3. Tools of the Trade
As I described at the end of Chapter 1, Yet Another Language?, by now you should have a number of options for Java development environments. The examples in this book were developed using the Solaris version of the Java Development Kit (JDK), so I'm going to describe those tools here. When I refer to the compiler or interpreter, I'll be referring to the command-line versions of these tools, so the book is decidedly biased toward those of you who are working in a UNIX or DOS-like environment with a shell and filesystem. However, the basic features I'll be describing for Sun's Java interpreter and compiler should be applicable to other Java environments as well.
In this chapter, I'll describe the tools you'll need to compile and run Java applications. I'll also cover the HTML <applet> tag and other information you'll need to know to incorporate Java applets in your Web pages.
3.1 The Java Interpreter
A Java interpreter is software that implements the Java virtual machine and runs Java applications. It can be a separate piece of software like the one that comes with the JDK, or part of a larger application like the Netscape Navigator Web browser. It's likely that the interpreter itself is written in a native, compiled language for your particular platform. Other tools, like Java compilers and development environments, can (and one could argue, should) be written in Java.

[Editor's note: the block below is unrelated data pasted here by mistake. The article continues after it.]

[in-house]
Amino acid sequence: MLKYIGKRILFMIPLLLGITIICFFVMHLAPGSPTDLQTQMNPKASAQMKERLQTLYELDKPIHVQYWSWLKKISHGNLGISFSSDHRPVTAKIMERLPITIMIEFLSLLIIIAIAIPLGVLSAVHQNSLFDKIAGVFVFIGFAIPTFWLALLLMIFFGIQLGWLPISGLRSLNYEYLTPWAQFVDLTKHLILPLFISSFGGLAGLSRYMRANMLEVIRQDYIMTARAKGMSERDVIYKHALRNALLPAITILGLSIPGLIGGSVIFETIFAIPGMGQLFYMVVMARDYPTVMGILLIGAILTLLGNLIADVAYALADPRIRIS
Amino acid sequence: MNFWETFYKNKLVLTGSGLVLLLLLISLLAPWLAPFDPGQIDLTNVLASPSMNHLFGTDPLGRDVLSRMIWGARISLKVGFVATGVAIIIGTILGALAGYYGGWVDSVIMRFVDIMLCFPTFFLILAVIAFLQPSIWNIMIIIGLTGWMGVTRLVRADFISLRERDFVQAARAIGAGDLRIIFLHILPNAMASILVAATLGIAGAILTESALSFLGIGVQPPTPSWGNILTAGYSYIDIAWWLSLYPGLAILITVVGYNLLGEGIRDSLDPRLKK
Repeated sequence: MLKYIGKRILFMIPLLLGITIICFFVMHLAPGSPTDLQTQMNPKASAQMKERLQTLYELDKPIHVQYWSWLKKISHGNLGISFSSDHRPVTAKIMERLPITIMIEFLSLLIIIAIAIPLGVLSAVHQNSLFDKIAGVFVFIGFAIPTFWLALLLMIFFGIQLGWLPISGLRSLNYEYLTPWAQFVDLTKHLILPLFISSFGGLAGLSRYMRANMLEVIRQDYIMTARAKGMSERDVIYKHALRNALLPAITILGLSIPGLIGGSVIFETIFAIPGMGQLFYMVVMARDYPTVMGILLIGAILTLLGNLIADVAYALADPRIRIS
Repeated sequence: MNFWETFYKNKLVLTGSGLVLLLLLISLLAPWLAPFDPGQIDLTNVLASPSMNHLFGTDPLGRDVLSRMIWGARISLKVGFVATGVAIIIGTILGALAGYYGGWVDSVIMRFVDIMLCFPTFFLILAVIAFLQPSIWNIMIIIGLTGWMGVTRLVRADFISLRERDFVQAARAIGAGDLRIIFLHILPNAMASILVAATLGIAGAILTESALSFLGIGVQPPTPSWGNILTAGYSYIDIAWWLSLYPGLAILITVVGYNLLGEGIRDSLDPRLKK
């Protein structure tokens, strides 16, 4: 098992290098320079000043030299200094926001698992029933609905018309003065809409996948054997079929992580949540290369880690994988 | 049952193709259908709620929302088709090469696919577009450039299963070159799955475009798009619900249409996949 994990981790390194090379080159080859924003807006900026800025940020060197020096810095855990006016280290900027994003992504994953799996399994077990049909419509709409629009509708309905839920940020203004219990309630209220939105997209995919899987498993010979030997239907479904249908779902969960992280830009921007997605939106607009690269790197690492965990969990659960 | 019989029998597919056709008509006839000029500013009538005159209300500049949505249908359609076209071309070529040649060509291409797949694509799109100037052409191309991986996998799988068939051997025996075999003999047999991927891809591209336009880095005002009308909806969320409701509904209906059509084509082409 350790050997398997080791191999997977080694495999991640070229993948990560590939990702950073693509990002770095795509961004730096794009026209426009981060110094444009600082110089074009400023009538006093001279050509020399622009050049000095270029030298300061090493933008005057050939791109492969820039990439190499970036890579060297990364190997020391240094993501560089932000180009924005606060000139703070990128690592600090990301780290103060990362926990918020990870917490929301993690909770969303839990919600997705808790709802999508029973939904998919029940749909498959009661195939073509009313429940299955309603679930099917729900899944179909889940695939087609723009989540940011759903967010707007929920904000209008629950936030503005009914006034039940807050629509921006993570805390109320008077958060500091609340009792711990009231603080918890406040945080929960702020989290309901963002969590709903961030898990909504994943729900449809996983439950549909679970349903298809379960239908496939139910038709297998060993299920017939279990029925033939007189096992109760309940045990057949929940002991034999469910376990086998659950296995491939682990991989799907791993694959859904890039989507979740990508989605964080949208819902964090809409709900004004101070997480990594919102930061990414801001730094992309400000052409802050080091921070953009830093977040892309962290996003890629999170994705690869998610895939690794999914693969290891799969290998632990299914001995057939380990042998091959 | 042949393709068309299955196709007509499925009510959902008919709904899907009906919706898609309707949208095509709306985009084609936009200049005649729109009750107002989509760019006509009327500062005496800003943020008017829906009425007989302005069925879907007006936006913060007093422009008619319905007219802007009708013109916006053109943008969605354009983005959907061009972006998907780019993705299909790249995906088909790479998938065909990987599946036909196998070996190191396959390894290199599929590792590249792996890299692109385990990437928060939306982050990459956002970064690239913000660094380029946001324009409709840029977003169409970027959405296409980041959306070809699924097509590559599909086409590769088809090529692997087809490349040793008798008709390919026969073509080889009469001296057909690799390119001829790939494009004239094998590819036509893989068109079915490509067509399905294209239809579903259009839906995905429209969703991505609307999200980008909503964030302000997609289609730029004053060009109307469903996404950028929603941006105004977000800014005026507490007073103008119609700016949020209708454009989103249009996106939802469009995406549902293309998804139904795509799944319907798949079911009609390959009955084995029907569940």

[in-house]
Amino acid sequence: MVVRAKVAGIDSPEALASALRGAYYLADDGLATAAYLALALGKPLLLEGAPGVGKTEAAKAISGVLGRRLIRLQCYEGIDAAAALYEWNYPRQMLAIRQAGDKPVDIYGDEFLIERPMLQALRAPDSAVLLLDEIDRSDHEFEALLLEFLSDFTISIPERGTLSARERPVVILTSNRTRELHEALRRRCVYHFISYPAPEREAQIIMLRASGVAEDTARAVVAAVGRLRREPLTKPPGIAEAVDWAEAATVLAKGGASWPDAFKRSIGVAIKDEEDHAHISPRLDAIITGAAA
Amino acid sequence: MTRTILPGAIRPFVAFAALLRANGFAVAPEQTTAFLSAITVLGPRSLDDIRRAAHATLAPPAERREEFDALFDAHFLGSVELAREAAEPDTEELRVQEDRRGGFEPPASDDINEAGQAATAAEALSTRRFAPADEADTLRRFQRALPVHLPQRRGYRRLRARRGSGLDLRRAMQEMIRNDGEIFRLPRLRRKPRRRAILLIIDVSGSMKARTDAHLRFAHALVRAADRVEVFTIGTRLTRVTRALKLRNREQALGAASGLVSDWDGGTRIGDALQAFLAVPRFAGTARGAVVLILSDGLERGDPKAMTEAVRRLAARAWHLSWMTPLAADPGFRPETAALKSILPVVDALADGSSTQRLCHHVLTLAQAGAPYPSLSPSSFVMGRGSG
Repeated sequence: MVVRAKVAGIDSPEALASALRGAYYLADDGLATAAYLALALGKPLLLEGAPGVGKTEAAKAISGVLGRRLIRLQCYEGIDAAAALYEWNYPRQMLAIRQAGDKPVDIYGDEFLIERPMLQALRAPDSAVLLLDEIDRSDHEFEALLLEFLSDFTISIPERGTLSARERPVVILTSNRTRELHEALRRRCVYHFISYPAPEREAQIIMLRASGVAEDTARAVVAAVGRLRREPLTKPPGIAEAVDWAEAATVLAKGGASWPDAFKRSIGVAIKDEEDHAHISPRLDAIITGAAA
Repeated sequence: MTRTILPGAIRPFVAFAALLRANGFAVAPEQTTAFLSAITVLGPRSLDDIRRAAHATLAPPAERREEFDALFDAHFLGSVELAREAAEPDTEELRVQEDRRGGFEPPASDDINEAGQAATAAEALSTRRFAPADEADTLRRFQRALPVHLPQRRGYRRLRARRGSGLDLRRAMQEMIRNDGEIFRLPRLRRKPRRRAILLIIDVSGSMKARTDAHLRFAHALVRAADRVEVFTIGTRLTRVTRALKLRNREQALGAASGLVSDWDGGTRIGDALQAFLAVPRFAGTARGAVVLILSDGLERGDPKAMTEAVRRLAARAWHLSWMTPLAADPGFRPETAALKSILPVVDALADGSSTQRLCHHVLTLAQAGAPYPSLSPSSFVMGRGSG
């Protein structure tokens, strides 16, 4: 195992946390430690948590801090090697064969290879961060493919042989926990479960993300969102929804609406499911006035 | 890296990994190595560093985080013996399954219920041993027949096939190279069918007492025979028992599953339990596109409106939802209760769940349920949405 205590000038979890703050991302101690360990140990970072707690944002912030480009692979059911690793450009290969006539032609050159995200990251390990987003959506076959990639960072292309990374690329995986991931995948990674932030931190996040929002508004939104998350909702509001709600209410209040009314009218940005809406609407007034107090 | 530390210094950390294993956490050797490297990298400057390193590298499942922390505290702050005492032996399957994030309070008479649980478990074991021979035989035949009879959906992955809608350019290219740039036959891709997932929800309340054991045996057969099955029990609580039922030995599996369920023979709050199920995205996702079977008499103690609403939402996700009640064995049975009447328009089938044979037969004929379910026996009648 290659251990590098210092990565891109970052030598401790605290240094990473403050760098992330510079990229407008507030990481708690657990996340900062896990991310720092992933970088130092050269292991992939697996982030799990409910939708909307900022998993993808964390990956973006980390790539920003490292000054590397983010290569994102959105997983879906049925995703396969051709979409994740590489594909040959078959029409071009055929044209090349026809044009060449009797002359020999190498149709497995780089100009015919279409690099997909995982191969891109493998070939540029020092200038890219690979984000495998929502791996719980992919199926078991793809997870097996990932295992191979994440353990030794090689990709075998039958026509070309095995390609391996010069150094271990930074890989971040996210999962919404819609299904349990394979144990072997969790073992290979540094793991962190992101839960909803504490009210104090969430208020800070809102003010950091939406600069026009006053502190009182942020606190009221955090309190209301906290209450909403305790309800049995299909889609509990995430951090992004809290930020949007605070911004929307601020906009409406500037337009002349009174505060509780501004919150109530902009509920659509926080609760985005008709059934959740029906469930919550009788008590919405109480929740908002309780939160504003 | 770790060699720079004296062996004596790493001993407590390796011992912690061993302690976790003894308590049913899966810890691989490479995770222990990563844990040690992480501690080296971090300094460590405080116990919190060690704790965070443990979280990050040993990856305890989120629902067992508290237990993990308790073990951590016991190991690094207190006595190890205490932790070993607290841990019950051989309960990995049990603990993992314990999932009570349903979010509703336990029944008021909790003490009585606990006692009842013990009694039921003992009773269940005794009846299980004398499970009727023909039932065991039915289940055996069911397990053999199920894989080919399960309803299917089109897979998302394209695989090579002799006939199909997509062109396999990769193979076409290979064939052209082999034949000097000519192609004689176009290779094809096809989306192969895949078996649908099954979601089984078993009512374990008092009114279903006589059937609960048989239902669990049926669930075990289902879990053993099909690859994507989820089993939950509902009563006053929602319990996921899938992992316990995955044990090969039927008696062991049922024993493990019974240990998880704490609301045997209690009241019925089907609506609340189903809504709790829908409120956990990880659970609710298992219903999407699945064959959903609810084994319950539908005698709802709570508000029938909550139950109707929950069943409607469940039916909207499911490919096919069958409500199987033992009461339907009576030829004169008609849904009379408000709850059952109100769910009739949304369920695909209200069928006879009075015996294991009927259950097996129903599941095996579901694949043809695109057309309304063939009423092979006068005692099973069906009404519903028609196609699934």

The Java interpreter performs all of the activities of the Java run-time system. It loads Java class files and interprets the compiled byte-code. It verifies compiled classes that are loaded from untrusted sources by applying the rules discussed in Chapter 1, Yet Another Language?. In an implementation that supports dynamic, or "just in time," compilation, the interpreter also serves as a specialized compiler that turns Java byte-code into native machine instructions.